Swifts and traditional nest sites in Anglican churches

50 years ago most of our local parish churches had nesting Swifts.
Now in my part of the country (North Oxfordshire) I reckon it’s roughly one church in seven, and even those will eventually disappear as essential repairs and maintenance work are carried out; or rather they would have disappeared. But this is now much less likely as a result of an agreement reached with representatives of the Oxford Diocese (Berks, Bucks and Oxon).


St Nicholas’ Islip, one of the many Oxfordshire churches which formerly had nesting Swifts


Holy Trinity Shenington where Swifts still nest under the eaves

The agreement is that if planned repairs will affect traditional nest sites, the sites will be left intact if possible, and if that can’t be done efforts will be made to create alternatives.
Also in appropriate cases the Diocese will look favourably at proposals to include Swifts bricks when major renovations are being undertaken, and at the idea of nest boxes behind louvred windows.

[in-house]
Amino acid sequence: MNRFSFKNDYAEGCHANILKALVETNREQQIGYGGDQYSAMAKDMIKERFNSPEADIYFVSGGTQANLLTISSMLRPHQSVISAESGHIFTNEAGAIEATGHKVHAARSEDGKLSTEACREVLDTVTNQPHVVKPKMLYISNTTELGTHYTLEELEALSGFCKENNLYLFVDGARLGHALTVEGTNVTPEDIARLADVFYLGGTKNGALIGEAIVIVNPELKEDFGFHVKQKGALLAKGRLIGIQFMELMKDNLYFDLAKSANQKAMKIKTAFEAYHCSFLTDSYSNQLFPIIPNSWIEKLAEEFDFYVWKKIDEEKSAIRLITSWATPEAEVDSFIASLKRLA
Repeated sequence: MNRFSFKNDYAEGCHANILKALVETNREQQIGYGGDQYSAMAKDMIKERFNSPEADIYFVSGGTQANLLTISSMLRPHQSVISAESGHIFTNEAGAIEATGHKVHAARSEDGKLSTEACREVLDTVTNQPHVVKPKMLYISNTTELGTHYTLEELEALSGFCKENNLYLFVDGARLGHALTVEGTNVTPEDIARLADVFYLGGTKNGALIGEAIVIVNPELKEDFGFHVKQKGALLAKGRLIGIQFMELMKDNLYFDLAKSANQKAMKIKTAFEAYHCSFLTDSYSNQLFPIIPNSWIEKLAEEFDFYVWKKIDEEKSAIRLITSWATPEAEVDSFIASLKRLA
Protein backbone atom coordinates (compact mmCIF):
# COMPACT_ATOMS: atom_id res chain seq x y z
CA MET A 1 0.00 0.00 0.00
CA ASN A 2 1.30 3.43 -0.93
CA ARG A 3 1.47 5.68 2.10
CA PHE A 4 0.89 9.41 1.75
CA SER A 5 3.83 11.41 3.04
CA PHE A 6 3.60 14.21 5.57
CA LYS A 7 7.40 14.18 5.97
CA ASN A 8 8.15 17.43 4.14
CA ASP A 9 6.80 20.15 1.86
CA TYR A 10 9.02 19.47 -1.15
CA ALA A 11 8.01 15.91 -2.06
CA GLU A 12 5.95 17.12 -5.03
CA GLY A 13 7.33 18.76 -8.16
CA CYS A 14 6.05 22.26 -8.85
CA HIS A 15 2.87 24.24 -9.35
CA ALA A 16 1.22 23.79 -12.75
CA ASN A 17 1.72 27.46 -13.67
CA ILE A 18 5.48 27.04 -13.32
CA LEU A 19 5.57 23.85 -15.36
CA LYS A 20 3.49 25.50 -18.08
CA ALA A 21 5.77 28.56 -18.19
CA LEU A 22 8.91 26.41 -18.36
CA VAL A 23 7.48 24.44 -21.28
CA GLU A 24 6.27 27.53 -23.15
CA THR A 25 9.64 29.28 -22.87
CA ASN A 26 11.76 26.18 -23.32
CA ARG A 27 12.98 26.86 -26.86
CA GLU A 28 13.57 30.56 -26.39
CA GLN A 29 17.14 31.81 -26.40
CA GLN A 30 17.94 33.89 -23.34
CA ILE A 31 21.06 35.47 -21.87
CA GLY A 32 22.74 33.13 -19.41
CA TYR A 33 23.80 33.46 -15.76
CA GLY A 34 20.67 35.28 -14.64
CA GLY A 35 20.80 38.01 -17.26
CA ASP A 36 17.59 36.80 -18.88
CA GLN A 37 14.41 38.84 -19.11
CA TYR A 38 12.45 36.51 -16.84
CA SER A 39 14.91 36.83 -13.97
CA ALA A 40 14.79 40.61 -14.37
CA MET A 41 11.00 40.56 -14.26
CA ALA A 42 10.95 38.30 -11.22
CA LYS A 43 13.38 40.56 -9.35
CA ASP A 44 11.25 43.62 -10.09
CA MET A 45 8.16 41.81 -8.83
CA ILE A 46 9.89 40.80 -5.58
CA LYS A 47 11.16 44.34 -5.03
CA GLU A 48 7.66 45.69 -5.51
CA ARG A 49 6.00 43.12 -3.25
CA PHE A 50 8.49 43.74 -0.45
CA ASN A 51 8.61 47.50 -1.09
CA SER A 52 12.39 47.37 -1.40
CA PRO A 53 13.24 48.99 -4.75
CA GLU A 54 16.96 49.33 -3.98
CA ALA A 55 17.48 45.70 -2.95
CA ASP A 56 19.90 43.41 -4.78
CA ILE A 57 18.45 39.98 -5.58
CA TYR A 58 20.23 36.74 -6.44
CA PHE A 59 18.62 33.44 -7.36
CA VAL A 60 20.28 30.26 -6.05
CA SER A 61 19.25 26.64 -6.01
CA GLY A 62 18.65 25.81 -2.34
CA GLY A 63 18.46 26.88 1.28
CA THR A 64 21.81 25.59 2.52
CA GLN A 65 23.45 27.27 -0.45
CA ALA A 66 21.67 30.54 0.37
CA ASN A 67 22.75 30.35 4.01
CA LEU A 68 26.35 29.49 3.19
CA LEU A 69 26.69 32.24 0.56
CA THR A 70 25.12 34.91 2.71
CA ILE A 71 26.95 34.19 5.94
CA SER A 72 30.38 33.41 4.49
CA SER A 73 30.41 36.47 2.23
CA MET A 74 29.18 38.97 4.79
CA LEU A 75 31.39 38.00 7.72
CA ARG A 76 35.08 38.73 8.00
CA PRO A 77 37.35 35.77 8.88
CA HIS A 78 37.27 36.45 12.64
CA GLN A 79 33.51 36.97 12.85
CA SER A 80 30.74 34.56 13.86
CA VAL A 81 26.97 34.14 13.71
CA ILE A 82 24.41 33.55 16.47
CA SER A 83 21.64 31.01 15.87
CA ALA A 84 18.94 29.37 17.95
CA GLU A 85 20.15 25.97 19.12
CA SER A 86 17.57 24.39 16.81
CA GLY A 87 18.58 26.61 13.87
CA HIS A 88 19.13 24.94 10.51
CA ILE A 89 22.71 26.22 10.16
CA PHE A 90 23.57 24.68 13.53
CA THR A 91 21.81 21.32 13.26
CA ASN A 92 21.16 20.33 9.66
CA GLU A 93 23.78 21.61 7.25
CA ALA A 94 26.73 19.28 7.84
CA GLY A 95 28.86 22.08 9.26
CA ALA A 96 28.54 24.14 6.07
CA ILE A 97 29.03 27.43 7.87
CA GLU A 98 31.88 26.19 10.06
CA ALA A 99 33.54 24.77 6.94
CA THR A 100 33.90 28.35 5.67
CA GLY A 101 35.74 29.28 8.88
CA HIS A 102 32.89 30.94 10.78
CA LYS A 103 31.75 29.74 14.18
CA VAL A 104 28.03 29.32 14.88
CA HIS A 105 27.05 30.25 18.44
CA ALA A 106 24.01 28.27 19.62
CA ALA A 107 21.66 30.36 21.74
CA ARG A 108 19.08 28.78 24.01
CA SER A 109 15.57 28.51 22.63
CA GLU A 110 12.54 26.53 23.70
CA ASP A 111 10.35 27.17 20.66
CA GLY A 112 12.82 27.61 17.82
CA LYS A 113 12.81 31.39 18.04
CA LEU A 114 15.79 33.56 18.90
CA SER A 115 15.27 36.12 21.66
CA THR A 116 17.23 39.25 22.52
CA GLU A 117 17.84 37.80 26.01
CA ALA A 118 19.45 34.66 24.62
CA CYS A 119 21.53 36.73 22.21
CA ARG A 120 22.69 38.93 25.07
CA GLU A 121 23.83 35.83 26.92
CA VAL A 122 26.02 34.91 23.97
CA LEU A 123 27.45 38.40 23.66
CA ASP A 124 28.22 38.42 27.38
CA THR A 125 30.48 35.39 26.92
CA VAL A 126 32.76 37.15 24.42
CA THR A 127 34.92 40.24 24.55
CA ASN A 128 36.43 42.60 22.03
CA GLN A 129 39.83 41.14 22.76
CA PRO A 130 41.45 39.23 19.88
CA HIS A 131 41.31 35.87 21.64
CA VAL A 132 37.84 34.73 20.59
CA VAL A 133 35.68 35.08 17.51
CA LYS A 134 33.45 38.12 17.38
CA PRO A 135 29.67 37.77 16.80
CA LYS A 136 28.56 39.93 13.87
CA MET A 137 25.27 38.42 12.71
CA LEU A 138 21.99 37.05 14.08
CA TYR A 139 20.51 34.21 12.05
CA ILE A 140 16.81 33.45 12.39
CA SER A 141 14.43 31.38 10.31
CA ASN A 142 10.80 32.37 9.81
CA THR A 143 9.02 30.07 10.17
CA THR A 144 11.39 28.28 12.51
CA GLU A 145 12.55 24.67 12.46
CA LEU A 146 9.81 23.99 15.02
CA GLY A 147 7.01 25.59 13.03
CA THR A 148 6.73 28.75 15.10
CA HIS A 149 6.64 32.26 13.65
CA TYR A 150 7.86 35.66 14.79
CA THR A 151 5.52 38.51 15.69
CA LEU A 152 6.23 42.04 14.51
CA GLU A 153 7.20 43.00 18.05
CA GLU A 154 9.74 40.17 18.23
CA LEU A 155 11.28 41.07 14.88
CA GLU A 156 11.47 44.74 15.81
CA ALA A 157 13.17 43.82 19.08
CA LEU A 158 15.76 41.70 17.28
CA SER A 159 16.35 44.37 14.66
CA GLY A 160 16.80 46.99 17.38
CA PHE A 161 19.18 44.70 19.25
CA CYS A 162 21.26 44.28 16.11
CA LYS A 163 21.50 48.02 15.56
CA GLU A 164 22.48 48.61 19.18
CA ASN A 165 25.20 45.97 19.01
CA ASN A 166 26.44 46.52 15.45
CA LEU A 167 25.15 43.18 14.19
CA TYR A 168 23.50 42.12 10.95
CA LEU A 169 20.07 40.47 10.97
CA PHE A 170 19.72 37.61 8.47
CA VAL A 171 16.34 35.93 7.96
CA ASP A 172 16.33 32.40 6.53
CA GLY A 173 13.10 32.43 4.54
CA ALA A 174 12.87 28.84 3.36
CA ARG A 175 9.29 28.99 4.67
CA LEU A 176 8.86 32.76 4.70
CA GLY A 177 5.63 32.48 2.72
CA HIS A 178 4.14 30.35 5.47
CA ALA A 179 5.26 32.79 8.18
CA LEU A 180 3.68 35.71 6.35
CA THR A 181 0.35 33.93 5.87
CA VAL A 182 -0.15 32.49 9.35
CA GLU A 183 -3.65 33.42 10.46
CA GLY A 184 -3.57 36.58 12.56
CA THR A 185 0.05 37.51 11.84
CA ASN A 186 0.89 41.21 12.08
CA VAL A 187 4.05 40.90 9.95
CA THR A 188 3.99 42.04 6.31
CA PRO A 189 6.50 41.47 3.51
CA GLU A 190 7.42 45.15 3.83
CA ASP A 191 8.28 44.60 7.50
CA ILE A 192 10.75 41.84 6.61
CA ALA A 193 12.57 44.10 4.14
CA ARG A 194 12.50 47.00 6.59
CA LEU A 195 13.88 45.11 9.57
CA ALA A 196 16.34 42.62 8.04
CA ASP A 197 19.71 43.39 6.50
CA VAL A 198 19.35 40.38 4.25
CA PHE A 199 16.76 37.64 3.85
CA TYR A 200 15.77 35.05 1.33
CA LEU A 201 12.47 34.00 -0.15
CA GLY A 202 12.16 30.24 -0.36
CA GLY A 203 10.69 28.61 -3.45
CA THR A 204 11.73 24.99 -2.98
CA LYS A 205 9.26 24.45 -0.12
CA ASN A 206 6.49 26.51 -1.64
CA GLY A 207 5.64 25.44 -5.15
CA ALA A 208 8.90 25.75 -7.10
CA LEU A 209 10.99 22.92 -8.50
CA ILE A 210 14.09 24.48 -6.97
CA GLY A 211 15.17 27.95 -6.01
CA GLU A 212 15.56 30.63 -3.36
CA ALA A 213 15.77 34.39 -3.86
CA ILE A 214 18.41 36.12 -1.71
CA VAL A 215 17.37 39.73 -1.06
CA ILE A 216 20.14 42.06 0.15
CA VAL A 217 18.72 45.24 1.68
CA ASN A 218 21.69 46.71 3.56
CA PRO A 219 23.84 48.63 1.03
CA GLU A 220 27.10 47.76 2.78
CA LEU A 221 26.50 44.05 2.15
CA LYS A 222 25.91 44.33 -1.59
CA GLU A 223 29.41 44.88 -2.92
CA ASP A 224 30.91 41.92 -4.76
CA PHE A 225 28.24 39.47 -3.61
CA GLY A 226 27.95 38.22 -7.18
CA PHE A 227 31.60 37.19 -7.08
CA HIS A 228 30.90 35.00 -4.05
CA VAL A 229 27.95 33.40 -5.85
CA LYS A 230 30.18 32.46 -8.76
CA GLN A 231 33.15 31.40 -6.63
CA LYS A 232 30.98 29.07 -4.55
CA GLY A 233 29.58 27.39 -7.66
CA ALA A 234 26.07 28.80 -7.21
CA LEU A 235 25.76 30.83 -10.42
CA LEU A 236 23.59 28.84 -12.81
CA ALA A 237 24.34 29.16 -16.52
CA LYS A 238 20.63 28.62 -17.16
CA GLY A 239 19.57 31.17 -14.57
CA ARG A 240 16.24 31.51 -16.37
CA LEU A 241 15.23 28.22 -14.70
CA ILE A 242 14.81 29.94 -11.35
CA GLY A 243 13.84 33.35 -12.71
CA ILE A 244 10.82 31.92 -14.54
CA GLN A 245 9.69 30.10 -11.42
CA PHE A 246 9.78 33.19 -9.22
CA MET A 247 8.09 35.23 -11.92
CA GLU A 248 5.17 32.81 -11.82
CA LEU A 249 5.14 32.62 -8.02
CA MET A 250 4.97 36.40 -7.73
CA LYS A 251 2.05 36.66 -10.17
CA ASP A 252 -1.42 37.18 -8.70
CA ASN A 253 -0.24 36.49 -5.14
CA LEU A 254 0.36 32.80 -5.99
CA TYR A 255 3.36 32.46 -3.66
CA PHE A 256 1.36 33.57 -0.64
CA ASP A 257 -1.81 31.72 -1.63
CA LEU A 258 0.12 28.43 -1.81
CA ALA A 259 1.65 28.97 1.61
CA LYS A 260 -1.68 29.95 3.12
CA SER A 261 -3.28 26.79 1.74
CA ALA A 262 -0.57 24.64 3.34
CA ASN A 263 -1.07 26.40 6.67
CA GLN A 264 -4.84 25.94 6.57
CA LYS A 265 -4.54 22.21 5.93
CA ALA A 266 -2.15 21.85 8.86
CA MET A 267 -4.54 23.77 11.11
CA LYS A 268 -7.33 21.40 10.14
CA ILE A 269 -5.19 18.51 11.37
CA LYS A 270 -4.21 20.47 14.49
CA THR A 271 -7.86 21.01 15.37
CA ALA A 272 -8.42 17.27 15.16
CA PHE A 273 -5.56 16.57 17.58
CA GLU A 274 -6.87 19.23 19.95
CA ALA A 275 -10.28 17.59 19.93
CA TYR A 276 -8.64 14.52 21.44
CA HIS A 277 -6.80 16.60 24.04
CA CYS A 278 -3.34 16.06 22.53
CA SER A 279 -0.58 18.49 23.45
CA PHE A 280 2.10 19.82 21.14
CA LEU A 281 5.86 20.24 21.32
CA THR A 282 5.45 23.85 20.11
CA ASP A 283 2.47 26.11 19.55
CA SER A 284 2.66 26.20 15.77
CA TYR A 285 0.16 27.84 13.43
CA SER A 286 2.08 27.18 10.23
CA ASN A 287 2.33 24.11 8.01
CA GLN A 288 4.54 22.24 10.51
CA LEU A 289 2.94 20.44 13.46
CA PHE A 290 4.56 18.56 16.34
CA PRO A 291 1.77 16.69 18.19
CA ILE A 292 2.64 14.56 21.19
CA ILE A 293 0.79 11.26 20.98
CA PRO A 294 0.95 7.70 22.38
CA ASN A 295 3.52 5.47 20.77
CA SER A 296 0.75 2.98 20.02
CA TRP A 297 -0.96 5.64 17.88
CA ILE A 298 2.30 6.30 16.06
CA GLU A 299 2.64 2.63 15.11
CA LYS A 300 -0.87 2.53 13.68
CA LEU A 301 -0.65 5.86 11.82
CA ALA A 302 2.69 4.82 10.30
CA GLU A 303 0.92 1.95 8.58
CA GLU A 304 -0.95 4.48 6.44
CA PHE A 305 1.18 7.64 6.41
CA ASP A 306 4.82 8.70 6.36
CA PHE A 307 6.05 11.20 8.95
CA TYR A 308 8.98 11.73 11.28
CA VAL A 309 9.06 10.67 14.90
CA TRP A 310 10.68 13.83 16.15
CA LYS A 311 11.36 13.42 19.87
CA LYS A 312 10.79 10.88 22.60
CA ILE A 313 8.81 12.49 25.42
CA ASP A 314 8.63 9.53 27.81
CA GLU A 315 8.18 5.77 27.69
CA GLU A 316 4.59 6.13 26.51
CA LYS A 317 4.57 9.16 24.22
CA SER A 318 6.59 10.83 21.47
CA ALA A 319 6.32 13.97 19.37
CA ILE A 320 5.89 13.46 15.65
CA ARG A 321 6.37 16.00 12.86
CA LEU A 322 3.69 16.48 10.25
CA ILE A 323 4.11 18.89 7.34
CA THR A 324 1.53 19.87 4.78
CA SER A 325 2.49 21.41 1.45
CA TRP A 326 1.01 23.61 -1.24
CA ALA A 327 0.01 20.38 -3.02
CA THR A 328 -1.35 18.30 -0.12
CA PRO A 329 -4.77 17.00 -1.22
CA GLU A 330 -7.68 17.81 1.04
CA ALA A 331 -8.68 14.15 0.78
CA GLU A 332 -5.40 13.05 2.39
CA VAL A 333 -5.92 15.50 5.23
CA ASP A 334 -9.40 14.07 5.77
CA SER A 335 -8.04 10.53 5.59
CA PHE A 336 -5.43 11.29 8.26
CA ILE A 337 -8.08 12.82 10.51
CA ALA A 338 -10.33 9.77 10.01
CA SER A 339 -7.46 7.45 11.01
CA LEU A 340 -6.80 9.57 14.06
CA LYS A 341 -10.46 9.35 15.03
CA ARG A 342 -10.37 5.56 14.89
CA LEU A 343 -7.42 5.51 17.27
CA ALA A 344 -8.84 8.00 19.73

Major renovations are already planned for the church in Cropredy (below left) where Swifts still nest in a wall of the tower and we expect the church and the Swifts will benefit from the new agreement. Swifts have also nested for many years at the church in Kidlington (below right). We hope the same will apply if further repairs are required there.


St Mary the Virgin Cropredy


St Mary’s Kidlington

However all this is dependent on one thing – knowing which churches in these counties are being used by Swifts. At present I only have information about parts of Oxfordshire.
So this is a plea to anyone who knows of a church in these counties which has recently had nesting Swifts to report as below; and similarly to keep an eye out for Swifts entering nest holes in a local church, or indeed regularly screaming around the tower or spire.
Any reports for Berkshire please inform Jan Stannard: jstannard@siteset.co.uk
Any reports for Oxfordshire please inform me: chrismasonsw@gmail.com
Any reports for Bucks please inform Sue Hetherington: sue.hetherington.bbc@btinternet.com
Parties of Swifts wheeling and screaming around village church towers and steeples are one of the glorious sights and sounds of an English summer. I hope we can keep it that way.

Chris Mason